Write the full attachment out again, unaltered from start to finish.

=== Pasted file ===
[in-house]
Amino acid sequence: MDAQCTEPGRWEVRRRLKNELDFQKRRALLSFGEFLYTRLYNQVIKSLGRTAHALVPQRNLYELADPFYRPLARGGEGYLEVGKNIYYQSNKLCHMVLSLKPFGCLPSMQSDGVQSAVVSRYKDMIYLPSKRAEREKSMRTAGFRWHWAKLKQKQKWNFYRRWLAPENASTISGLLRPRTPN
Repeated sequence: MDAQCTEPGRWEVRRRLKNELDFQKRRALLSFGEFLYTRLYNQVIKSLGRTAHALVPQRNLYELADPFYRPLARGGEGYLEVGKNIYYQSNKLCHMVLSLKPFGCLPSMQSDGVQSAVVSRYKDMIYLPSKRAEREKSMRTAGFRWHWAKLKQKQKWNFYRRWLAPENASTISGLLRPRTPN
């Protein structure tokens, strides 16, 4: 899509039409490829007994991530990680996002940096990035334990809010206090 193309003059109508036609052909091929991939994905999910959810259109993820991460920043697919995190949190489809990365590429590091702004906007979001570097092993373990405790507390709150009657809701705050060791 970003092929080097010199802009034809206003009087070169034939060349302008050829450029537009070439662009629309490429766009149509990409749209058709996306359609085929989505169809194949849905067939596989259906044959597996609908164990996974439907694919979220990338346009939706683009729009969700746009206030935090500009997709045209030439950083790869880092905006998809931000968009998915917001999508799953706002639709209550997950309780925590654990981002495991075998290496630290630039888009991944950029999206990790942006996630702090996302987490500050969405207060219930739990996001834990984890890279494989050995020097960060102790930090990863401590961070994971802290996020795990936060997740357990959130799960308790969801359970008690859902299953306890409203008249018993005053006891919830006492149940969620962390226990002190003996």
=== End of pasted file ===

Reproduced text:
[in-house]
Amino acid sequence: MDAQCTEPGRWEVRRRLKNELDFQKRRALLSFGEFLYTRLYNQVIKSLGRTAHALVPQRNLYELADPFYRPLARGGEGYLEVGKNIYYQSNKLCHMVLSLKPFGCLPSMQSDGVQSAVVSRYKDMIYLPSKRAEREKSMRTAGFRWHWAKLKQKQKWNFYRRWLAPENASTISGLLRPRTPN
Repeated sequence: MDAQCTEPGRWEVRRRLKNELDFQKRRALLSFGEFLYTRLYNQVIKSLGRTAHALVPQRNLYELADPFYRPLARGGEGYLEVGKNIYYQSNKLCHMVLSLKPFGCLPSMQSDGVQSAVVSRYKDMIYLPSKRAEREKSMRTAGFRWHWAKLKQKQKWNFYRRWLAPENASTISGLLRPRTPN
């Protein structure tokens, strides 16, 4: 899509039409490829007994991530990680996002940096990035334990809010206090 193309003059109508036609052909091929991939994905999910959810259109993820991460920043697919995190949190489809990365590429590091702004906007979001570097092993373990405790507390709150009657809701705050060791 970003092929080097010199802009034809206003009087070169034939060349302008050829450029537009070439662009629309490429766009149509990409749209058709996306359609085929989505169809194949849905067939596989259906044959597996609908164990996974439907694919979220990338346009939706683009729009969700746009206030935090500009997709045209030439950083790869880092905006998809931000968009998915917001999508799953706002639709209550997950309780925590654990981002495991075998290496630290630039888009991944950029999206990790942006996630702090996302987490500050969405207060219930739990996001834990984890890279494989050995020097960060102790930090990863401590961070994971802290996020795990936060997740357990959130799960308790969801359970008690859902299953306890409203008249018993005053006891919830006492149940969620962390226990002190003996």